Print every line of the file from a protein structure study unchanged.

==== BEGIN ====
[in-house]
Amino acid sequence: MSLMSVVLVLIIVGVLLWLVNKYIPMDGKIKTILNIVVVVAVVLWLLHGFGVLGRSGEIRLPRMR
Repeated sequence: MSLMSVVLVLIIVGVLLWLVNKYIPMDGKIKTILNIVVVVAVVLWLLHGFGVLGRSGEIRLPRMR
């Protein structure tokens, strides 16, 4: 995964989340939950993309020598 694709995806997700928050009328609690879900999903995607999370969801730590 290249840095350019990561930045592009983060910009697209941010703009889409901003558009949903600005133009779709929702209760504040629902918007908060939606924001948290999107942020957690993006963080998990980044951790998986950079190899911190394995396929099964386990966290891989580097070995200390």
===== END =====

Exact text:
[in-house]
Amino acid sequence: MSLMSVVLVLIIVGVLLWLVNKYIPMDGKIKTILNIVVVVAVVLWLLHGFGVLGRSGEIRLPRMR
Repeated sequence: MSLMSVVLVLIIVGVLLWLVNKYIPMDGKIKTILNIVVVVAVVLWLLHGFGVLGRSGEIRLPRMR
């Protein structure tokens, strides 16, 4: 995964989340939950993309020598 694709995806997700928050009328609690879900999903995607999370969801730590 290249840095350019990561930045592009983060910009697209941010703009889409901003558009949903600005133009779709929702209760504040629902918007908060939606924001948290999107942020957690993006963080998990980044951790998986950079190899911190394995396929099964386990966290891989580097070995200390």